It’s the time of the year when everyone is heading off for the holidays, spending time with family and taking advantage of the opportunity to explore some new locations on the bike. It’s also a great time to unwind by catching up on your reading, so we’ve decided to finish 2016 by revisiting some of our best articles of the year.
Loren Rowney’s entertaining and genuine insights into her life as a professional cyclist are always well received by our readers, but when she tackled her own her darkness and openly discussed depression, it really hit home for a lot of people.
– Anne-Marije Rook
For once I am not going to be the procrastinator I always am. The person that is always thinking, saying, and swearing they will do things, and just never getting around to it. Either finding an excuse like I was too busy, or I couldn’t get in touch with the right people, or I’ll do it later this afternoon … which turns in to I’ll do it tomorrow, which turns in to, I’ll never get it done.
2016 is my year of doing. Something as simple as booking that psychologist’s appointment, calling my coach, organising to see a friend I haven’t seen in awhile. All these little things I know will help me in the long run with big things. Like I want to win that Spring Classic so I am going to do xyz starting now. The first step, the x, is dealing with my own mental health issues. Something that has brought me to my knees on many occasions, and came to a head in December, where I was so lost and just so very sad.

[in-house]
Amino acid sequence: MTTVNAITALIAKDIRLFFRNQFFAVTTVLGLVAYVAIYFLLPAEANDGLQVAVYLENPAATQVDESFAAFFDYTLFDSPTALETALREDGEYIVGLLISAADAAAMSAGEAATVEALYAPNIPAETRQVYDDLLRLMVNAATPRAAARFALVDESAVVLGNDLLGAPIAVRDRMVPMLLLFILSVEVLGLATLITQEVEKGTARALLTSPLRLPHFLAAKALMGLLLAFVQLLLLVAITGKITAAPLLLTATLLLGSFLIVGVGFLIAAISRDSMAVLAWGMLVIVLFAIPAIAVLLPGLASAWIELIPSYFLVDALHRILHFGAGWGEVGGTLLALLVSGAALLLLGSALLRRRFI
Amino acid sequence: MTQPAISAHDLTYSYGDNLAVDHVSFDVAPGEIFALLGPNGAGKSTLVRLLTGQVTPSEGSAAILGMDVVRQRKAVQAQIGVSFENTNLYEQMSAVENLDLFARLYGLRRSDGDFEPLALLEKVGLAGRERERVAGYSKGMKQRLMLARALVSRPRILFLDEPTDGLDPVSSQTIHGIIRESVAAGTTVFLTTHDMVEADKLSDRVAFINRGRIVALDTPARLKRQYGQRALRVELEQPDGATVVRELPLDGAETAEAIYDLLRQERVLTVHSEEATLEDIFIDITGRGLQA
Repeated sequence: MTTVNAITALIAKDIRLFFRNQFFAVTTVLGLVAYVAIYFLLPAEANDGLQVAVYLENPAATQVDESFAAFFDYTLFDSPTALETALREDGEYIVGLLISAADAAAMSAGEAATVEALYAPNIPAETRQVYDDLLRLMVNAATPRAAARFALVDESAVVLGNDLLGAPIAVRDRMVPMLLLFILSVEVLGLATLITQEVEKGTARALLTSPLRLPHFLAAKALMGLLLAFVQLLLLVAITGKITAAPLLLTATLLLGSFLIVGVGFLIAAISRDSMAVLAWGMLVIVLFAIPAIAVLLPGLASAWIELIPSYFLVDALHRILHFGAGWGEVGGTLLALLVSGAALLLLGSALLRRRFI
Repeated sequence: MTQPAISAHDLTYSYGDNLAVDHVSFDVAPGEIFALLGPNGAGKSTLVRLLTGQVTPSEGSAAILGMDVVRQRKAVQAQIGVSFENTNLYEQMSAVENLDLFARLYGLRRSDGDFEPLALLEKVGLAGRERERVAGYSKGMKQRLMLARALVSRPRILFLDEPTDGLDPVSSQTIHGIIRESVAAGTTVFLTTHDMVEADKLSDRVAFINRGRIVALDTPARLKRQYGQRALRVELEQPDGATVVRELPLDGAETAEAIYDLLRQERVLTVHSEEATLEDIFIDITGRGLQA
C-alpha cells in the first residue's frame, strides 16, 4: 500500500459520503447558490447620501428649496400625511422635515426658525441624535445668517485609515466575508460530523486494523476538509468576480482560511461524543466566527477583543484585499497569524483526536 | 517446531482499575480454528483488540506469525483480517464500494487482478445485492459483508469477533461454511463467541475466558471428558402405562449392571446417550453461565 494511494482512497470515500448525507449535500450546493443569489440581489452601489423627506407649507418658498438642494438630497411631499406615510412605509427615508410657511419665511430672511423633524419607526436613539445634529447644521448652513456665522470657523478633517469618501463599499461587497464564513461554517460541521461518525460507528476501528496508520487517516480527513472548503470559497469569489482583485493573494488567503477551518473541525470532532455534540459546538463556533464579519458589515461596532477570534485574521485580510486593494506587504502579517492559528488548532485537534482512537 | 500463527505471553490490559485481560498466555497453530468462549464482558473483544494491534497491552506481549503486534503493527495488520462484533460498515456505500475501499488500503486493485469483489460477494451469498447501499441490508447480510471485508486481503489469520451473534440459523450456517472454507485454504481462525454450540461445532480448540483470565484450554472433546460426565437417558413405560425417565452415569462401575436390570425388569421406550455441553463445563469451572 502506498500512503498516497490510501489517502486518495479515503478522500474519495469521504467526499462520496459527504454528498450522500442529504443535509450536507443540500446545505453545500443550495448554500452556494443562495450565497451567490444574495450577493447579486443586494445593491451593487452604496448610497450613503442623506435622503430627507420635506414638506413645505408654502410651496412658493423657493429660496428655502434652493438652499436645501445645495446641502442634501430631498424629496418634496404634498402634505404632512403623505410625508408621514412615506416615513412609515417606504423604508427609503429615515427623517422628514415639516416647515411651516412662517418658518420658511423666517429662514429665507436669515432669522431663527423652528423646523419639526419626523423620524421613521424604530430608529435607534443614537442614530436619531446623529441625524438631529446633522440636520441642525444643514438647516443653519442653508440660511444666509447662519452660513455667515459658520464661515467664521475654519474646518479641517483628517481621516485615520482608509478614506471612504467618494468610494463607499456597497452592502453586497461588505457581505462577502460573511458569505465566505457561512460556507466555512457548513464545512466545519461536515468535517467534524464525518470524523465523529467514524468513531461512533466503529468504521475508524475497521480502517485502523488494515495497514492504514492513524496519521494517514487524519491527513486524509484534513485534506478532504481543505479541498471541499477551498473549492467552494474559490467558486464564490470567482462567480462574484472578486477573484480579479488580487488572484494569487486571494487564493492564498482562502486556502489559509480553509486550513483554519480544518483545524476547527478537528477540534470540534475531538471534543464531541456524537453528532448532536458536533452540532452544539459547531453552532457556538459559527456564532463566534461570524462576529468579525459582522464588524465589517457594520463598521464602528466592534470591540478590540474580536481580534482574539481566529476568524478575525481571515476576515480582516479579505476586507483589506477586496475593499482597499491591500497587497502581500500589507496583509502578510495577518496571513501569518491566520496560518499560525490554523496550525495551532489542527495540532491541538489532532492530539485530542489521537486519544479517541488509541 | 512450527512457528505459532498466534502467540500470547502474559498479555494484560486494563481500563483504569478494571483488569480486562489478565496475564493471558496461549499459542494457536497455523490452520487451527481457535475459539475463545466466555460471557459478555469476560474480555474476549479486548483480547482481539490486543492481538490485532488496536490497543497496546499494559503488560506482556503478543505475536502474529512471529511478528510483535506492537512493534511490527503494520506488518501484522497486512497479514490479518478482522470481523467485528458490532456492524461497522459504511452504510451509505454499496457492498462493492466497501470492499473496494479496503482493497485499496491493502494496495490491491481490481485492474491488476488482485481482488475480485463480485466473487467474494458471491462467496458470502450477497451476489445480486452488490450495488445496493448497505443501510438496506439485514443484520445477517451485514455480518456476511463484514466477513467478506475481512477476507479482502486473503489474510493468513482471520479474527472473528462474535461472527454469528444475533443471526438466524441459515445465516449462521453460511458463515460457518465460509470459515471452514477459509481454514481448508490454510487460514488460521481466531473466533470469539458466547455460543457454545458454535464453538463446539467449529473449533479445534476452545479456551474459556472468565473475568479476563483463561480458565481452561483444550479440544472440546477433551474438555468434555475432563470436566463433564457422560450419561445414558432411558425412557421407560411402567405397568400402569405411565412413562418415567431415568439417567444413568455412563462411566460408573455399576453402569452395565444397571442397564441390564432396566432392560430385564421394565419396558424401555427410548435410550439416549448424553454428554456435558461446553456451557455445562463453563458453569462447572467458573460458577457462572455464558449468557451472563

After reading the sad news that BMX legend Dave Mirra took his life, I stopped, I paused and just sat on my bed and thought long and hard for a second. Hadn’t I just been in a really dark place last night when I was home alone (we’ll get more in to that later), no one around, no one to talk to at that moment? And you find yourself slipping in to these dark thoughts.
They just flood your mind — I can’t explain why or how it happens, but it does, and it’s so f***ing hard to drag yourself out, particularly when you’re alone. The problem being I feel is we have too much, and we are always wanting more, nothing is ever good enough. Particularly with elite athletes, we only know how to function at the highest level, we base everything we do on performance, we judge ourselves, we compare ourselves, and to be honest, it can become quite exhausting.
Now, I’m generalising here, because there are a lot of athletes out there who might read this and not relate in the slightest. That is not who I am talking to, however, I’m sure all elite athletes can relate on some level. It comes down to coping mechanisms. For some of us, it doesn’t come as easy, and that’s nothing to be ashamed of. I myself have always been a very deep thinker, a worrier. I do not have the greatest coping mechanisms.
I can recall one particular moment at the 2000 Pan Pacific Games where I made myself so nervous and stressed before the 800m final that I was in tears at the fence trying to hug my dad. Why the tears? I was pretty much guaranteed a medal based on my times, I had beaten most of the girls all year round, I was fit, strong, good to go. So what was the problem? Fear of failure, disappointing my parents, disappointing myself?
I don’t know if I ever really stopped and thought “Hey, if you go out there and run your heart out, give it everything you’ve got and you win, that’s awesome! And if you don’t win, then that’s awesome, because you gave it everything, and that’s all you can do. Some people are just faster on the day”. Sounds like a perfectly logical conversation to have with one’s self before a race.